C. diff

Seres Therapeutics announced last week an agreement with Nestlé Health Science to jointly commercialize SER-109—the Massachusetts-based company’s investigational oral microbiome treatment for recurrent C. difficile infection—in the United States and Canada.

Under the deal, Seres will receive $175 million upfront in license payments, an additional $125 million upon U.S. FDA approval of the treatment, and up to $225 million in milestones. If approved, SER-109 would become the first U.S…

Boston University-led nonprofit CARB-X announced Tuesday that it will give Arizona-based Accelerate Diagnostics $578,000 (plus up to $2.1 million in milestones) to develop a rapid optical imaging diagnostic for sepsis and serious antibiotic-resistant bacterial infections.

In other antimicrobial resistance news, Boston’s Selux Diagnostics announced Tuesday an additional $14.6 million award from the U.S. Biomedical Advanced Research and Development Authority (BARDA) to develop a rapid…

The Access to Medicine (AtM) Foundation last week published a pediatric analysis of additional results from its 2021 AtM Index, finding just 7% of pharmaceutical companies’ R&D is for children under 12, despite significant gaps in treatment options for children.

The report praised GSK, Johnson & Johnson and Sanofi for being “the most active” in developing pediatric versions of products, and also named examples of drugs that “could each make a big difference” for LMICs: Eli…

The U.S. Biomedical Advanced Research and Development Authority (BARDA) announced two awards Wednesday for “advanced development” of investigational drugs targeting antibiotic-resistant infections.

Massachusetts-based Vedanta Biosciences scored up to $76.9 million ($7.4 million upfront) to complete an ongoing Phase 2 trial and continue clinical development of VE303—a novel, human microbiome-derived treatment for high-risk C. difficile infection. The drug becomes the second CARB-X-…

biologics developer Lumen Bioscience announced yesterday that it has raised $16 million in Series B financing to develop its traveler’s diarrhea, norovirus and C. difficile therapies.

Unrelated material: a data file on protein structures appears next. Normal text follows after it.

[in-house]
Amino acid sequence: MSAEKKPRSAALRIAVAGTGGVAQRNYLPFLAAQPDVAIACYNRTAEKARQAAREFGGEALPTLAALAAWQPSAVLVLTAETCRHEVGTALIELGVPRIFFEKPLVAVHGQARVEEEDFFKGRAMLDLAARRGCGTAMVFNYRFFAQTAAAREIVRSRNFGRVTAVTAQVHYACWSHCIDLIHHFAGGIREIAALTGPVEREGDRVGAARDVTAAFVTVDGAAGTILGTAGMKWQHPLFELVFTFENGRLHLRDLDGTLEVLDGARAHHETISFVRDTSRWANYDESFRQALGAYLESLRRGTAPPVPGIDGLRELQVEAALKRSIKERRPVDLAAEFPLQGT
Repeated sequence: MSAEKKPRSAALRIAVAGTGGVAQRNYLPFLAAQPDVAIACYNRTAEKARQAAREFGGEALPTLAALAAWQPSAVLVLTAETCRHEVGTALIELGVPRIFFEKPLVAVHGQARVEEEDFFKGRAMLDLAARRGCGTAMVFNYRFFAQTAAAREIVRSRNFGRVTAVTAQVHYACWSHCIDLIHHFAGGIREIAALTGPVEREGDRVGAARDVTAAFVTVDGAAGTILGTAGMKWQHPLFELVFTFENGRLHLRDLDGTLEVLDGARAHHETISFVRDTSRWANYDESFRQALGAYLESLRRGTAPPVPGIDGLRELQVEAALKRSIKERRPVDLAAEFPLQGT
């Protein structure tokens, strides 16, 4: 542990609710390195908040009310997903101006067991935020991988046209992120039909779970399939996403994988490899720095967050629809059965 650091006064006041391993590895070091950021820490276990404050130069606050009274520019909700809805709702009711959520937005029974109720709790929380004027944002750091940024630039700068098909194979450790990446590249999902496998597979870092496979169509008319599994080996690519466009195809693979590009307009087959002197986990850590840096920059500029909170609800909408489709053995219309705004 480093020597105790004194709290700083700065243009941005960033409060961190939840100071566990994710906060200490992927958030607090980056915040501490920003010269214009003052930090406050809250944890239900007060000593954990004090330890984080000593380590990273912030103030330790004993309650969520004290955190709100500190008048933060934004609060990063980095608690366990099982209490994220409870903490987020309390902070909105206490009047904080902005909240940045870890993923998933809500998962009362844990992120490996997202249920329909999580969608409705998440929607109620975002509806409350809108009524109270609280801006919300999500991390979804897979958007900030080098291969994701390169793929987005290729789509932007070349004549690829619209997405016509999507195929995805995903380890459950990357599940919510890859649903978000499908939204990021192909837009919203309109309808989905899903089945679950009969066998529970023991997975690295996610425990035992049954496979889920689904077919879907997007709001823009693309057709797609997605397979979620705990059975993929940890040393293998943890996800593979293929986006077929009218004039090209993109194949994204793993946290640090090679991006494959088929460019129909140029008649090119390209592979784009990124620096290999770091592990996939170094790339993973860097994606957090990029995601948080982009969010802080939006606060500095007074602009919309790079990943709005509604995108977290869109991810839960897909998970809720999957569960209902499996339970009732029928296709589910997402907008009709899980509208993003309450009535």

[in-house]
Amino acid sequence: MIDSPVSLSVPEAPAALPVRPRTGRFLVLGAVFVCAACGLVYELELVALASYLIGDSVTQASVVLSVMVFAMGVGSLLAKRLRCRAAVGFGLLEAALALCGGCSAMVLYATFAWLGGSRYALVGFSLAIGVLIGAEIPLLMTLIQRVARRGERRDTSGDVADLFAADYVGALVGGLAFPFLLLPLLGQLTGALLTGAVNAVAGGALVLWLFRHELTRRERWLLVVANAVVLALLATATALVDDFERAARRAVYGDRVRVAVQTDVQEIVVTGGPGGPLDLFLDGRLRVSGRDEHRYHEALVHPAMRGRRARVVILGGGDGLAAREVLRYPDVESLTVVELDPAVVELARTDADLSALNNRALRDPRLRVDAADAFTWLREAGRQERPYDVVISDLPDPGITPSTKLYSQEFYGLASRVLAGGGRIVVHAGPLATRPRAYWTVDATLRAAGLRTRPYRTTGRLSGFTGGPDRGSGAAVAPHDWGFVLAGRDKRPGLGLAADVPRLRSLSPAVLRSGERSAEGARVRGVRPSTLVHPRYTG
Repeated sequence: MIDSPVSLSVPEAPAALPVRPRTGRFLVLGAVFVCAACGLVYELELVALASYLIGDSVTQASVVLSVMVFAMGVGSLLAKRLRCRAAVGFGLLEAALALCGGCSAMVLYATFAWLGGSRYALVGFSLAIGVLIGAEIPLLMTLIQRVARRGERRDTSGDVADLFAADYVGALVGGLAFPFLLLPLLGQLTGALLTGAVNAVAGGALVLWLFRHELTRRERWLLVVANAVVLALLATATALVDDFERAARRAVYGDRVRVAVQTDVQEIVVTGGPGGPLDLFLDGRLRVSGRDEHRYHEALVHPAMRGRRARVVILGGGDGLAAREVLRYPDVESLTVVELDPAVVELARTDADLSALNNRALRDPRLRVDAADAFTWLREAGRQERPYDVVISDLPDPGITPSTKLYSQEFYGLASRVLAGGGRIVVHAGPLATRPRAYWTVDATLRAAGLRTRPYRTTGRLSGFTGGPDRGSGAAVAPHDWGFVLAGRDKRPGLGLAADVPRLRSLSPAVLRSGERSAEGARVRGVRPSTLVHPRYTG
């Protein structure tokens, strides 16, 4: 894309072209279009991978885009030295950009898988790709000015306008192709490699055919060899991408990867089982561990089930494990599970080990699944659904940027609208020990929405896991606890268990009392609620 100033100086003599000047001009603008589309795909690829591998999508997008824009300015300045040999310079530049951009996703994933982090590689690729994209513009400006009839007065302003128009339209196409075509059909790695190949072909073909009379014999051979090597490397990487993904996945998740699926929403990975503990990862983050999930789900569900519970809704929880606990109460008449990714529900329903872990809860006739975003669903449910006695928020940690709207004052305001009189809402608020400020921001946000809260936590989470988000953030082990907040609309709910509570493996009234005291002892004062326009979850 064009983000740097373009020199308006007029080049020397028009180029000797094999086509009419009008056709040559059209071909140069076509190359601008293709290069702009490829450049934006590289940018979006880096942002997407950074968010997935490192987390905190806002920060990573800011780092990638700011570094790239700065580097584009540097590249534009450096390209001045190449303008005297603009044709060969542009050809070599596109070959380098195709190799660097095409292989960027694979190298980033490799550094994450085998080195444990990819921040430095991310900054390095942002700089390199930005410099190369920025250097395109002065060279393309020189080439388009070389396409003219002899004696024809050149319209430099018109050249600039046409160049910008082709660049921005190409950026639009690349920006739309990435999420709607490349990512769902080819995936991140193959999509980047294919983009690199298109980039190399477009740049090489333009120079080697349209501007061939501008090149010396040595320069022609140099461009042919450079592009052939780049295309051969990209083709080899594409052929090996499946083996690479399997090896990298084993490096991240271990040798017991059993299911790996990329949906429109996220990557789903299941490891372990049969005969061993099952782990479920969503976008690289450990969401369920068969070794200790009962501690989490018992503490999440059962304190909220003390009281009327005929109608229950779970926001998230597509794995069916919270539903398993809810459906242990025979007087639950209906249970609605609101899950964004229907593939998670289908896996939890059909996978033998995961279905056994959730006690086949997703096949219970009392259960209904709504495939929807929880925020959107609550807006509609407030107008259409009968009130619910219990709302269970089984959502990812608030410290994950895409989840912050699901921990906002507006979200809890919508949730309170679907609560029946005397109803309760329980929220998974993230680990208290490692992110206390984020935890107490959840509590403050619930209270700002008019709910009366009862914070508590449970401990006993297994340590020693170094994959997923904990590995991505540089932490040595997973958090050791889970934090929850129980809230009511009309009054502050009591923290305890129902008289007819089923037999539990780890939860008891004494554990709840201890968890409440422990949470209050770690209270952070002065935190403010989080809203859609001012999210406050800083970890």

The Gates Foundation backed the clinical-stage biotech with funding in 2018 to develop low-cost therapeutics for intestinal pathogens in infants.

CARB-X announced yesterday that it is awarding German biotech Evotec up to $2.9 million (with a potential $5.5 million more in milestone payments) to develop a new class of broad-spectrum antibiotics to treat infections caused by multidrug-resistant Gram-positive and Gram-negative bacteria.

In other antibiotics news this week, Massachusetts-based Seres Therapeutics announced positive topline results from a Phase 3 trial of its oral microbe-based treatment for recurrent C. difficile…

CARB-X announced this week that it is giving Facile Therapeutics up to $1.26 million to develop the antitoxin Ebselen as an oral therapeutic to treat recurrent C. difficile infections.

CARB-X could give the California-based biotech $17 million in additional funding if it reaches project milestones, the press release said.

Massachusetts Institute of Technology announced last week that it has used a deep machine learning algorithm to identify a new compound that kills a broad range of antibiotic-resistant bacteria.

According to an article published in Cell, the drug, halicin, defeated a wide range of pathogens, including M. tuberculosis and carbapenem-resistant Enterobacteriaceae, and effectively treated C. difficile and pan-resistant A. baumannii infections in mice.

The researchers said they plan…

Pfizer last week named Kentucky’s University of Louisville as its vaccine division’s first “Center of Excellence,” committing up to $11 million to fund “real-world epidemiologic research” into the burden of vaccine-preventable diseases, according to the company’s press release. The funds will initially support population-based surveillance of S. pneumoniae, C. difficile and RSV, the university said in a separate statement.

Pfizer said it plans to announce a second global center in the…

Merck announced this week that the U.S. FDA has approved Dificid (fidaxomicin)—its macrolide antibiotic oral suspension and tablet for the treatment of C. difficile-associated diarrhea in children 6 months and older. The agency granted priority review for the drugs in October 2019.

In other antibiotic news, Oxford-based Summit Therapeutics announced last week that the U.S. Biomedical Advanced Research and Development Authority has awarded it an additional $8.8 million to test its C.…